Nowadays, it’s not uncommon for students as young as those in middle school to begin preparing for the SAT for several reasons. Enrichment programs like CTY will require or recommend a standardized test score, so young students are compelled to start thinking about the SAT early on. Some magnet high schools or private schools may ask for a test score encouraging students to take the test to fulfill requirements or enhance their applications. Some students want to begin preparing for the PSAT (the SAT on a smaller scale) which is usually taken in your sophomore year of high school, because of the benefits it offers, like awards and scholarships. Other students might feel pressured to begin prepping early to ease the preparation during their rigorous high school years. Needless to say, there are several things to consider when thinking about getting started early.
SAT prep courses are extremely popular, for both new learners who are just getting accustomed to how the test works, and for the seasoned who are trying to raise their score the last few hundred points. However, test books that some teachers require and the classes themselves can add up in cost, and end up being wallet guzzlers. For those who can afford several years of courses, test prep classes are an incredible option. Some classes offer exclusive practice tests and individualized attention, and many of the courses will guide students through test taking strategies, such as what to watch out for with regards to time, point deductions, and so forth. However, it’s not unheard of to worry if the classes aren’t giving you plenty of bang for your buck. In this case, my #1 recommendation is to begin with math/English teachers, your guidance counselor, or the career counselor at school.
Unfortunately, so many high school students go without speaking more than a few sentences to their guidance counselors, and may not even know that their high/middle schools offer great information. Remember, the counselors and teachers at school have several years of experience regarding standardized tests that they would be more than willing to share! From experience, as someone who took the SAT early, many teachers (even in middle school) would have something to say about test taking. Your English and Math teachers may even be able to tell you what your strengths and weaknesses are for more focused test prep. In middle school, since test-prep classes may not be the most accessible option, practice tests can prove invaluable.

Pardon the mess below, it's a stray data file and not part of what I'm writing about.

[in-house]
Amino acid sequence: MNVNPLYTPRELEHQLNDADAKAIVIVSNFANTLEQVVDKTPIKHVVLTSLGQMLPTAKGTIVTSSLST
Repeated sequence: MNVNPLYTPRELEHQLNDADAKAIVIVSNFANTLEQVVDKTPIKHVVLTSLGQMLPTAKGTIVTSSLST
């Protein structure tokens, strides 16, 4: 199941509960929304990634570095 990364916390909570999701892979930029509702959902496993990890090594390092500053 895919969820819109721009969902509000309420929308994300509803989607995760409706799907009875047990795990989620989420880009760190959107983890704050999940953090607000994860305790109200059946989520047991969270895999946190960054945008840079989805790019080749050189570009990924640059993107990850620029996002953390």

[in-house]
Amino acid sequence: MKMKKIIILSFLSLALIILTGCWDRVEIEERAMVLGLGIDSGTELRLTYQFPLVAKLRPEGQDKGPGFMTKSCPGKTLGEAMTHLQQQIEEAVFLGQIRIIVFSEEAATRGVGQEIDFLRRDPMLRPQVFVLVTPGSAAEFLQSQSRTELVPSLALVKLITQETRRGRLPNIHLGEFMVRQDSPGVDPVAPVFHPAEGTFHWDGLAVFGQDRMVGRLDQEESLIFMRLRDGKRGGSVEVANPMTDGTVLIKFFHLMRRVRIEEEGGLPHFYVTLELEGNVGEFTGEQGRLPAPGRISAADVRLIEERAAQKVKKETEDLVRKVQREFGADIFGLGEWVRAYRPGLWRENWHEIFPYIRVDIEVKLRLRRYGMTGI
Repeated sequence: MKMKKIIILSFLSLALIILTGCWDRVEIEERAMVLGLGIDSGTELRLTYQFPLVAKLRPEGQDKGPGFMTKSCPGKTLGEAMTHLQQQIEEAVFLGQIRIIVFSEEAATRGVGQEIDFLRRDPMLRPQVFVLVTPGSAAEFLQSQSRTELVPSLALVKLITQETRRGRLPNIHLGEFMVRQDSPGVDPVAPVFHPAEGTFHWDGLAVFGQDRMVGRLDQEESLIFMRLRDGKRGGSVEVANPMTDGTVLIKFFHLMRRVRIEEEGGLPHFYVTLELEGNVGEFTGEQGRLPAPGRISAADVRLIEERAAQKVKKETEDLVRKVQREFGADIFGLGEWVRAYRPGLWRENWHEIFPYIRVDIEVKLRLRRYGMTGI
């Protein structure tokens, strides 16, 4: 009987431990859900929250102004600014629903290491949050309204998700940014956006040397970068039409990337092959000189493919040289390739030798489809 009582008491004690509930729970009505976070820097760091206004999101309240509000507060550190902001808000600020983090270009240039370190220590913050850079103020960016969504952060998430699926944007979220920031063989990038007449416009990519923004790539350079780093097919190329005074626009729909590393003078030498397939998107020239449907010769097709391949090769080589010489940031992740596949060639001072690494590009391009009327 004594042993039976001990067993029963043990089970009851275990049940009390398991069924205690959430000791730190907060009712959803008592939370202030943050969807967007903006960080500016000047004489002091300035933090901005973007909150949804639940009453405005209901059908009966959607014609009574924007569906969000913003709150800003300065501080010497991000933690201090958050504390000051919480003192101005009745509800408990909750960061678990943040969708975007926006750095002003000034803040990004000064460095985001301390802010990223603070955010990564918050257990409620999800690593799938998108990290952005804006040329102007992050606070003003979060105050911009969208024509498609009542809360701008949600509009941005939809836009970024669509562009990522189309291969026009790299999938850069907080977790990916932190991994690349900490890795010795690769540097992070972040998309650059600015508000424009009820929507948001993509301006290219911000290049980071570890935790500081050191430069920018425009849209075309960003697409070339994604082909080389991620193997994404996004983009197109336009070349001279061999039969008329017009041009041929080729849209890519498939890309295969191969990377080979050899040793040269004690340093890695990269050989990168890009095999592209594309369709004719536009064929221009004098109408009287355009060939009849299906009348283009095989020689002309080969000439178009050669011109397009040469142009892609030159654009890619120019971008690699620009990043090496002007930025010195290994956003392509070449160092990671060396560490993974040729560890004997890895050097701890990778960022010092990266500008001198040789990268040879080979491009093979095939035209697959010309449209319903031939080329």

Now, the hard part: lowering your expectations. If you’re an 8th grader taking the SAT, you’re taking a test made for students who are in/have finished 11th grade. This means that most of the students taking the test have years of practice in school that you have yet to acquire. Usually, students could be at all different levels of writing and reading, and so the math section proves most difficult because it is more content based. The SAT tests mostly up to the level of Geometry, including Algebra I. Depending on your level of math, you may have taken both in middle school, or still need to learn the content in high school. Based on your level of mathematics and reading, keep your expectations at a practical level in order to reduce stress and increase confidence for your scores.
If you’re preparing early, another thing to keep in mind is to practice vocabulary. For students of all levels, one of the toughest sections is the Critical Reading section due to some admittedly obscure words the SAT tests on. Word roots (the Latin/Greek etymology) may help distinguish certain words and extinguish certain options. However, as a young test taker, these words are not the ones to focus on. Instead, versing yourself on common but useful vocabulary (there are several lists to practice with online) will go a long way.
But if you’re not one of the students worried about using the test scores for admission purposes (to high schools or summer programs), then you may not need to crack down real fast and prepare early for the SAT–however, it’s still a fantastic idea to take the SAT once before high school because the College Board will not record your score if you choose not to reveal it. That way, you can take the SAT in a real setting in which your scores will be compared nationally, to see how you do in comparison to others. This can be a great “milemarker” to see where you might need to improve.
All said and done, the SAT is a tricky thing. Many take the SAT for the first time in their junior or senior year of high school, whereas other students are driven to take it earlier on. The school years will naturally add on to your score, so you can hopefully expect it to increase along the years. However, other than the costs of prep books and classes, there are many advantages to preparing (or at least taking the test) early that could save you time and stress in the long run.